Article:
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Jalen Rose, a Detroit native, ESPN analyst and one of the legendary “Fab Five” basketball phenoms at the University of Michigan in the early ’90s, will be presented with the Community Champion Award at the 2009 B.E. Small Business Awards Luncheon, hosted by Ariel Investments. The event is an annual high point of the Black Enterprise Entrepreneurs Conference, hosted by General Motors and ExxonMobil, to be held May 17-20, 2009 at the Detroit Marriott at Renaissance Center in Detroit, Mich.
Rose, a noted philanthropist and a broadcaster and analyst for ESPN/ABC, is being recognized for positive contributions to the Detroit community through The Jalen Rose Foundation, which Rose founded in 2000, the same year he won the NBA’s Most Improved Player Award and helped lead the Indiana Pacers to the NBA Finals. In 2007, The Jalen Rose Foundation passed the $1 million mark in charitable contributions, when it contributed $240,000 to help fund the Jalen Rose Endowed Scholarship at his alma mater, the University of Michigan. In addition to creating higher education opportunities for inner city students, the foundation has help to support the development of a children’s hospital in Congo, Africa, and victims assistance programs for those affected by Hurricane Katrina and the 2004 tsunami disaster in Asia.
Highlights of Rose’s 13-year NBA career included being part of the Indiana Pacers team that went to three consecutive Eastern Conference Finals, winning the East in 2000 and facing and ultimately falling to the Los Angeles Lakers for the NBA Championship. Rose concluded his NBA career with the Phoenix Suns, which made it to the Western Conference semi-finals in 2007. Since retiring from the NBA, Rose–a mass communications major at University of Michigan who ultimately earned his bachelor of science degree from the University of Maryland University College–has aggressively and successfully built a career as a sports broadcaster and studio analyst, while pursuing interests ranging from fashion and music to film and politics.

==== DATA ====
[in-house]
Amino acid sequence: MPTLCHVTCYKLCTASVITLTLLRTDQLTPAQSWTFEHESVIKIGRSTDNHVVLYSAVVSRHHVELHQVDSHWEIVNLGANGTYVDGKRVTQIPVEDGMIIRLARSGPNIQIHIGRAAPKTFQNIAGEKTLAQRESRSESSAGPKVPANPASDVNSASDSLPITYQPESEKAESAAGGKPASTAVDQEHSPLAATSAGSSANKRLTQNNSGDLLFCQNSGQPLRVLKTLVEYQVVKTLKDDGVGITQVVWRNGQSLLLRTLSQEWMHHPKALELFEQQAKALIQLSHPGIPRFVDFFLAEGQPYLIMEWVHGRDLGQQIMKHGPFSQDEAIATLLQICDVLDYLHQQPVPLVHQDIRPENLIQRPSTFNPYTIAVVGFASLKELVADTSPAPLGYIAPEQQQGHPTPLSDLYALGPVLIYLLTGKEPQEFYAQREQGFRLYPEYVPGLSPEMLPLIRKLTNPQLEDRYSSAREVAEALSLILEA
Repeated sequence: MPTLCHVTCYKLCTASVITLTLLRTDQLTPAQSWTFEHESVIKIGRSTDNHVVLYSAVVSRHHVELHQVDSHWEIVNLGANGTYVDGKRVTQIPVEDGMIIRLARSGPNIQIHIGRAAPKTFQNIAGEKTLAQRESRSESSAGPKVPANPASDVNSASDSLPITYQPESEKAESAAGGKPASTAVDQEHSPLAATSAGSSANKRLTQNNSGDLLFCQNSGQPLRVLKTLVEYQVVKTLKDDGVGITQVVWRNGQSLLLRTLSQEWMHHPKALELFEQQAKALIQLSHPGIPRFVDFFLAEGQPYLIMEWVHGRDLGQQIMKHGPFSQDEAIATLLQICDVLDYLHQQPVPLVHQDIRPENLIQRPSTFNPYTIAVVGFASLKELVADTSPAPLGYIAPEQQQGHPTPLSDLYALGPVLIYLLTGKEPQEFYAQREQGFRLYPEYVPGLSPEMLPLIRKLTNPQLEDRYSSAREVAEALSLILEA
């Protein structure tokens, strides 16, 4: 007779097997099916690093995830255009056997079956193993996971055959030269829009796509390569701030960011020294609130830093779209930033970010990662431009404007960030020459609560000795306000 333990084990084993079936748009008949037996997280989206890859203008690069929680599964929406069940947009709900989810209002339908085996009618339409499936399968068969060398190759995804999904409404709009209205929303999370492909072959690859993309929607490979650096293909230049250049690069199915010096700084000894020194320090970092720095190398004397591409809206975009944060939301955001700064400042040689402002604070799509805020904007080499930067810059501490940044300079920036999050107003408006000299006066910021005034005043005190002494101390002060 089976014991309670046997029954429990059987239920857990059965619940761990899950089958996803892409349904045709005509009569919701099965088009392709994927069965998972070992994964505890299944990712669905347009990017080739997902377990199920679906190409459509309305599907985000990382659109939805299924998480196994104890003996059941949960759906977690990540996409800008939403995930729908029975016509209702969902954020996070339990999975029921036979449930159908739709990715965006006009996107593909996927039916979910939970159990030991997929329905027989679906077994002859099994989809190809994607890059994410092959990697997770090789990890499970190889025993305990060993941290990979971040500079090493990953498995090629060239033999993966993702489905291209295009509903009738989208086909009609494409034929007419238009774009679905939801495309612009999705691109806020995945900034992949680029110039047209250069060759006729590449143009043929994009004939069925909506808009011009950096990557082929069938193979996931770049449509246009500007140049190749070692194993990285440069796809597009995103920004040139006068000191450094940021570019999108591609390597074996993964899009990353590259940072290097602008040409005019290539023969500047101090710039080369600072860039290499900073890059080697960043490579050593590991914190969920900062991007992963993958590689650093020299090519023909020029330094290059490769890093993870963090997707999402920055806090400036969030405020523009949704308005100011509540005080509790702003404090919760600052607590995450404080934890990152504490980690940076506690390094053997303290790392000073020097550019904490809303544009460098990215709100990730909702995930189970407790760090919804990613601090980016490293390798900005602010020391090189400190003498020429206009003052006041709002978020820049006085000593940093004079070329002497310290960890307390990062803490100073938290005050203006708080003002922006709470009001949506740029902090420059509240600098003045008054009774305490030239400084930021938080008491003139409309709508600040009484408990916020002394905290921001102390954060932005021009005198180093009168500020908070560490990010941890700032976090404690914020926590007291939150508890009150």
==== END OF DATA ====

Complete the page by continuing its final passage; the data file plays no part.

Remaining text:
Each year, the Black Enterprise Small Business Awards recognizes America’s best small businesses in four categories:
The Teenpreneur Award recognizes a young entrepreneur or group, age 19 or younger, committed to advancing at young age the rich tradition of black business achievement.
The Innovator of the Year Award is given to a business flourishing in an innovative industry or approaching business/entrepreneurship in a groundbreaking manner via their products and/or services.
The B.E. Next Award is presented to the fearless young entrepreneur age 21-35 tapped to be a future business leader.
The Small Business of the Year Award is presented to the small business owner whose efforts and/or entrepreneurial pursuits exemplify the passion and commitment needed to overcome adversity as well as attain success.
The editors of Black Enterprise have selected three finalists for each category of the award. These outstanding small business people are profiled in the Enterprise section of the May 2009 issue of Black Enterprise magazine. Click here for the finalists of the 2009 Black Enterprise Small Business Awards.
Alfred A. Edmond Jr. is the editor-in-chief of BlackEnterprise.com